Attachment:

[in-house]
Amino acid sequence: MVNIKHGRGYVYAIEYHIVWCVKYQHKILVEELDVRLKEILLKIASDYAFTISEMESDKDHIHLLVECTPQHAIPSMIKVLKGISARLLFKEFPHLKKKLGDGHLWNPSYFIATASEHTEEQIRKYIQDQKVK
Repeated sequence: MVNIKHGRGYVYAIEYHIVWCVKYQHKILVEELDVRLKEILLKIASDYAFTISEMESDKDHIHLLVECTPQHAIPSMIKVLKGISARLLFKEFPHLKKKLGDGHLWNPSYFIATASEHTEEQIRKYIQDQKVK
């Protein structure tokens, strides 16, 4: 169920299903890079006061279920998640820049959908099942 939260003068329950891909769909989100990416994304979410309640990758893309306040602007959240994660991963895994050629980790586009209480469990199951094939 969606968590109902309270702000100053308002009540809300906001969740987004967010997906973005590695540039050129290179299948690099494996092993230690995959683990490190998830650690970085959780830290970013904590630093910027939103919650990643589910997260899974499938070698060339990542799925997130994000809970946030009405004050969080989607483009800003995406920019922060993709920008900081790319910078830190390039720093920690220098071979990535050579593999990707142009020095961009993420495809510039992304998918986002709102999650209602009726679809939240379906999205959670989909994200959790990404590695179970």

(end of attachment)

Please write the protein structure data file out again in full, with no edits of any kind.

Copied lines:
[in-house]
Amino acid sequence: MVNIKHGRGYVYAIEYHIVWCVKYQHKILVEELDVRLKEILLKIASDYAFTISEMESDKDHIHLLVECTPQHAIPSMIKVLKGISARLLFKEFPHLKKKLGDGHLWNPSYFIATASEHTEEQIRKYIQDQKVK
Repeated sequence: MVNIKHGRGYVYAIEYHIVWCVKYQHKILVEELDVRLKEILLKIASDYAFTISEMESDKDHIHLLVECTPQHAIPSMIKVLKGISARLLFKEFPHLKKKLGDGHLWNPSYFIATASEHTEEQIRKYIQDQKVK
């Protein structure tokens, strides 16, 4: 169920299903890079006061279920998640820049959908099942 939260003068329950891909769909989100990416994304979410309640990758893309306040602007959240994660991963895994050629980790586009209480469990199951094939 969606968590109902309270702000100053308002009540809300906001969740987004967010997906973005590695540039050129290179299948690099494996092993230690995959683990490190998830650690970085959780830290970013904590630093910027939103919650990643589910997260899974499938070698060339990542799925997130994000809970946030009405004050969080989607483009800003995406920019922060993709920008900081790319910078830190390039720093920690220098071979990535050579593999990707142009020095961009993420495809510039992304998918986002709102999650209602009726679809939240379906999205959670989909994200959790990404590695179970």